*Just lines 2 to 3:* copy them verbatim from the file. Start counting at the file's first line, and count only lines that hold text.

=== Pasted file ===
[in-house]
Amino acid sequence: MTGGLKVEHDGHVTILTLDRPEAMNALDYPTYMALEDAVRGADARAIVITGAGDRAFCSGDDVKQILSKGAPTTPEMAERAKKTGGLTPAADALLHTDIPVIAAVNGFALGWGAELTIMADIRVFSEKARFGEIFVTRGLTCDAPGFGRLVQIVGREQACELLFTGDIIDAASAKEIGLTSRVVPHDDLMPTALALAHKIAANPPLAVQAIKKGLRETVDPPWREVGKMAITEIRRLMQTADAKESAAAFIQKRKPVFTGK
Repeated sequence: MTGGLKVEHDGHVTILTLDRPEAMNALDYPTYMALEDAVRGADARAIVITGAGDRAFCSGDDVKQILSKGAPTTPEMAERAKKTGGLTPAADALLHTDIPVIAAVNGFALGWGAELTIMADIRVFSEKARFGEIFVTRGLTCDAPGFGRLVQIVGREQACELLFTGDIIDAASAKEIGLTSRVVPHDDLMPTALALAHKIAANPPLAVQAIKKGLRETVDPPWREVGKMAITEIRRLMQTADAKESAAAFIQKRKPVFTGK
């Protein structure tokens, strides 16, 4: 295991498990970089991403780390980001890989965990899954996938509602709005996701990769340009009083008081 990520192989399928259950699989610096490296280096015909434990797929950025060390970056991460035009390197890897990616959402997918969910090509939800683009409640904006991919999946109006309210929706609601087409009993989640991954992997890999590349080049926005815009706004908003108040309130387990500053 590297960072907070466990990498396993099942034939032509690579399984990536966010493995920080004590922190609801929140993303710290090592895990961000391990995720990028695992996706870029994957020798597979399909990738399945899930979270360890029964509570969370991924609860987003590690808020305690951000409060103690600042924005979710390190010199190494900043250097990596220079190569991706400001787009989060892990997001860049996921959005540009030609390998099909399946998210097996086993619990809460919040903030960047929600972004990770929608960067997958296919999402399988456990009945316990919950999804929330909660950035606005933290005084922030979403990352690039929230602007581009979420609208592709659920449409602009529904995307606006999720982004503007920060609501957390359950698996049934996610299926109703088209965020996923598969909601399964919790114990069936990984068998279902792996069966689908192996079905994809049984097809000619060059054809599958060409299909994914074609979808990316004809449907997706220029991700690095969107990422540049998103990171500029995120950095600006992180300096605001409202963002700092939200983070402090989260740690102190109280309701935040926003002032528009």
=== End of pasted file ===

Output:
Amino acid sequence: MTGGLKVEHDGHVTILTLDRPEAMNALDYPTYMALEDAVRGADARAIVITGAGDRAFCSGDDVKQILSKGAPTTPEMAERAKKTGGLTPAADALLHTDIPVIAAVNGFALGWGAELTIMADIRVFSEKARFGEIFVTRGLTCDAPGFGRLVQIVGREQACELLFTGDIIDAASAKEIGLTSRVVPHDDLMPTALALAHKIAANPPLAVQAIKKGLRETVDPPWREVGKMAITEIRRLMQTADAKESAAAFIQKRKPVFTGK
Repeated sequence: MTGGLKVEHDGHVTILTLDRPEAMNALDYPTYMALEDAVRGADARAIVITGAGDRAFCSGDDVKQILSKGAPTTPEMAERAKKTGGLTPAADALLHTDIPVIAAVNGFALGWGAELTIMADIRVFSEKARFGEIFVTRGLTCDAPGFGRLVQIVGREQACELLFTGDIIDAASAKEIGLTSRVVPHDDLMPTALALAHKIAANPPLAVQAIKKGLRETVDPPWREVGKMAITEIRRLMQTADAKESAAAFIQKRKPVFTGK